The Sierra Club recommends a twof0ld strategy: Setting a phaseout date after which gasoline or diesel-powered cars can no longer be sold, as those countries have done, and using market incentives like tax credits to ease the transition in the meantime.

In September, California Gov. Jerry Brown caused a minor media kerfuffle after Mary Nichols, chairman of the California Air Resources Board, said that the governor had asked about a statewide ban on gasoline-powered cars similar to the ones proposed in China and France.

“I’ve gotten messages from the governor asking, ‘Why haven’t we done something already?’” Nichols told Bloomberg. "The governor has certainly indicated an interest in why China can do this and not California.”

That story was widely reported, causing panicked tantrums in right-wing media, but there's no indication Brown's inquiry was motivated by anything beyond curiosity. Still, states do have the power to set tax incentives and, in some cases, emissions standards that can help push consumers toward electric. But without federal government support, those efforts would likely be in vain.

The ostensible reason for ending the electric vehicle tax credit would be to increase government revenue to pay for the corporate tax cuts Republicans desperately desire. But the truth of the matter is that while $7,500 is a hefty tax credit for individuals, it's peanuts compared to what climate change and air pollution are costing this country. Hurricanes Irma and Harvey will cost between $150 and $200 billion, according to expert assessments, and Hurricane Maria is estimated to add another $95 billion to the total. While these hurricanes were not caused by climate change, most scientists who study climate agree that they were intensified by it — and that escalating climate change will just make things worse and more expensive.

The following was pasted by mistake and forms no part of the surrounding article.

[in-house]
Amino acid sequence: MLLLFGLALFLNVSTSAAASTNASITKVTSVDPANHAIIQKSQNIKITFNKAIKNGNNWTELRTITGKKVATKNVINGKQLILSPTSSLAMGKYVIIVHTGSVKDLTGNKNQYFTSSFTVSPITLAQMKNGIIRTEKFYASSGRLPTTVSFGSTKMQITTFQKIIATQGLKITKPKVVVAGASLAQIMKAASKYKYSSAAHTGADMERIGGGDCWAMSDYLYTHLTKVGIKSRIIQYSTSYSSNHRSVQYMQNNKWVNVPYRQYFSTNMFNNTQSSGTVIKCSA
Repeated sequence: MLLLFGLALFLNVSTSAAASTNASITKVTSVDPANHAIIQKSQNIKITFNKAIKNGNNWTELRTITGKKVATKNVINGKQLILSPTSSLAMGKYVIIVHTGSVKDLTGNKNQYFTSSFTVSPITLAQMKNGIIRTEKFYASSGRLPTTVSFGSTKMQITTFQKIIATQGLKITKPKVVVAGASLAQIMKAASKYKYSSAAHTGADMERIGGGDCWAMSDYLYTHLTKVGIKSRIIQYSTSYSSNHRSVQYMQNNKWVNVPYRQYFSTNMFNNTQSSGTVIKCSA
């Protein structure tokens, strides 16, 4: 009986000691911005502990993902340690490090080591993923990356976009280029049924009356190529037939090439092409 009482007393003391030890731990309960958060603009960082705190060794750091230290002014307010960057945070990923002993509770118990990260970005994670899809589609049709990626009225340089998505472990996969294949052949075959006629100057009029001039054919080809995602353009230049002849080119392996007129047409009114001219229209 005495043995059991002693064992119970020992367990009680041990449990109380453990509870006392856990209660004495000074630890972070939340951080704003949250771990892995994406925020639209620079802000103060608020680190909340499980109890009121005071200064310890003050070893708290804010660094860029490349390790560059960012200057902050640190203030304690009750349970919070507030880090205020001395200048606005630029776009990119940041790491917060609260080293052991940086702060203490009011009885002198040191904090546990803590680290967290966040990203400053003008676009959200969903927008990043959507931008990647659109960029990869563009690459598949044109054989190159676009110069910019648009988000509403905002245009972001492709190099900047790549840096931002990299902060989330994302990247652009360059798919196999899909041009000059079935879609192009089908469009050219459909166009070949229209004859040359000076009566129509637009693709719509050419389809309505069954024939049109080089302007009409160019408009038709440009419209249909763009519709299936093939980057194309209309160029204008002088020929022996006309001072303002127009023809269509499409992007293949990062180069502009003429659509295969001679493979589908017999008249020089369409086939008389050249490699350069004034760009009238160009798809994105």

Similarly, climate change-enhanced wildfires in California are estimated to have caused up to $65 billion in damage. The costs from climate change are soaring to staggering numbers. At this point, it's clear that money spent on clean energy should be seen as an investment, and whatever profit is made on oil simply isn't worth the out-of-control expenses accruing from damage caused by climate change.

According to the U.S. Energy Information Administration, 92 percent of transportation fuel in the country is made from petroleum products. Widespread adoption of electric vehicles could drastically change that, which would not only help reduce greenhouse gas emissions but would accomplish more to help the U.S. achieve energy independence than drilling in federal lands could ever do. Republicans claim to be fiscal conservatives who value energy independence. The best way to show that is to move toward phasing out gas and diesel cars completely, and ushering in our quieter, cleaner electric future.

By Amanda Marcotte

Amanda Marcotte is a senior politics writer at Salon and the author of "Troll Nation: How The Right Became Trump-Worshipping Monsters Set On Rat-F*cking Liberals, America, and Truth Itself." Follow her on Twitter @AmandaMarcotte and sign up for her biweekly politics newsletter, Standing Room Only.